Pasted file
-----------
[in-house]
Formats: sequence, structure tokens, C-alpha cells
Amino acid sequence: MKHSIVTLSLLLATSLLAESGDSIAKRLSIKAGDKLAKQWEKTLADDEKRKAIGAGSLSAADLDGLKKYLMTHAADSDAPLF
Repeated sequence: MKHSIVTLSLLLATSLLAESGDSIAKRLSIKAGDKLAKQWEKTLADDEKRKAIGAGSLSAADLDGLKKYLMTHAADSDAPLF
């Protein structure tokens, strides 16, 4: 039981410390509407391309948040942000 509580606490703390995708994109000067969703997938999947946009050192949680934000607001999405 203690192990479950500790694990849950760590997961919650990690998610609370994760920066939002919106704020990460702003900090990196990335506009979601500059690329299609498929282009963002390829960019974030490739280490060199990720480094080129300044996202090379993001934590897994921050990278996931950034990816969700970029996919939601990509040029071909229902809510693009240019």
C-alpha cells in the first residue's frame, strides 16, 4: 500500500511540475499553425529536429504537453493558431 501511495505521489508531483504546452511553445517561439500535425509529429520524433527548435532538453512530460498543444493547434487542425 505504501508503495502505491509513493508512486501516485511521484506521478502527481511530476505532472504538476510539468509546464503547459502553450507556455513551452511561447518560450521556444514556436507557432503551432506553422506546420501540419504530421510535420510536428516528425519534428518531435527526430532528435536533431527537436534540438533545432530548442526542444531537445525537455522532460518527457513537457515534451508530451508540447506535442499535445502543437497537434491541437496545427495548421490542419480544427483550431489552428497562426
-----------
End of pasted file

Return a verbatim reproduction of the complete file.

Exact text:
[in-house]
Formats: sequence, structure tokens, C-alpha cells
Amino acid sequence: MKHSIVTLSLLLATSLLAESGDSIAKRLSIKAGDKLAKQWEKTLADDEKRKAIGAGSLSAADLDGLKKYLMTHAADSDAPLF
Repeated sequence: MKHSIVTLSLLLATSLLAESGDSIAKRLSIKAGDKLAKQWEKTLADDEKRKAIGAGSLSAADLDGLKKYLMTHAADSDAPLF
């Protein structure tokens, strides 16, 4: 039981410390509407391309948040942000 509580606490703390995708994109000067969703997938999947946009050192949680934000607001999405 203690192990479950500790694990849950760590997961919650990690998610609370994760920066939002919106704020990460702003900090990196990335506009979601500059690329299609498929282009963002390829960019974030490739280490060199990720480094080129300044996202090379993001934590897994921050990278996931950034990816969700970029996919939601990509040029071909229902809510693009240019």
C-alpha cells in the first residue's frame, strides 16, 4: 500500500511540475499553425529536429504537453493558431 501511495505521489508531483504546452511553445517561439500535425509529429520524433527548435532538453512530460498543444493547434487542425 505504501508503495502505491509513493508512486501516485511521484506521478502527481511530476505532472504538476510539468509546464503547459502553450507556455513551452511561447518560450521556444514556436507557432503551432506553422506546420501540419504530421510535420510536428516528425519534428518531435527526430532528435536533431527537436534540438533545432530548442526542444531537445525537455522532460518527457513537457515534451508530451508540447506535442499535445502543437497537434491541437496545427495548421490542419480544427483550431489552428497562426